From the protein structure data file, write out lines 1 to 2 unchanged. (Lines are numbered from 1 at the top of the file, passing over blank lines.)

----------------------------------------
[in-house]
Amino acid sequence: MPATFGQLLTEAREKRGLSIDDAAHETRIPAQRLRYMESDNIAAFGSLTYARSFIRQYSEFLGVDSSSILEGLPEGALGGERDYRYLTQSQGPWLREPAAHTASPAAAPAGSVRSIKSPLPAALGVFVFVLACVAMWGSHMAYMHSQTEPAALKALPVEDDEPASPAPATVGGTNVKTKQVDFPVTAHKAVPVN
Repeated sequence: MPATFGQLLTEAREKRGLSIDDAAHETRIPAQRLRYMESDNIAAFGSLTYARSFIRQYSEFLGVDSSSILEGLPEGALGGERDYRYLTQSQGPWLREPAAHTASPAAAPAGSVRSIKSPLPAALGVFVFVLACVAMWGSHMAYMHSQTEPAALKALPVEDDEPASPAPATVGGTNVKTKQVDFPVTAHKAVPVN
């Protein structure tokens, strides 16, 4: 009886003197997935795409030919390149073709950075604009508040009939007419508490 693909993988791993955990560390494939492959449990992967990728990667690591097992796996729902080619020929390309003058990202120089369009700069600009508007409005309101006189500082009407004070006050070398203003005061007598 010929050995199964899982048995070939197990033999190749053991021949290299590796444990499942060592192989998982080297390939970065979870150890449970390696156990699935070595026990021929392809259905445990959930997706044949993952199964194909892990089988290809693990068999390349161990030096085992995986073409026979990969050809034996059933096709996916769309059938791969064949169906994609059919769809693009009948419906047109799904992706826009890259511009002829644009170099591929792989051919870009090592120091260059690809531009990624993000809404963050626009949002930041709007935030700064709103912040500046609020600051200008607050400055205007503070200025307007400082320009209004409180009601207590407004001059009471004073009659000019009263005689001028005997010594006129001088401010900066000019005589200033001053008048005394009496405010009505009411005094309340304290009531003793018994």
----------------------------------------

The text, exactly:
[in-house]
Amino acid sequence: MPATFGQLLTEAREKRGLSIDDAAHETRIPAQRLRYMESDNIAAFGSLTYARSFIRQYSEFLGVDSSSILEGLPEGALGGERDYRYLTQSQGPWLREPAAHTASPAAAPAGSVRSIKSPLPAALGVFVFVLACVAMWGSHMAYMHSQTEPAALKALPVEDDEPASPAPATVGGTNVKTKQVDFPVTAHKAVPVN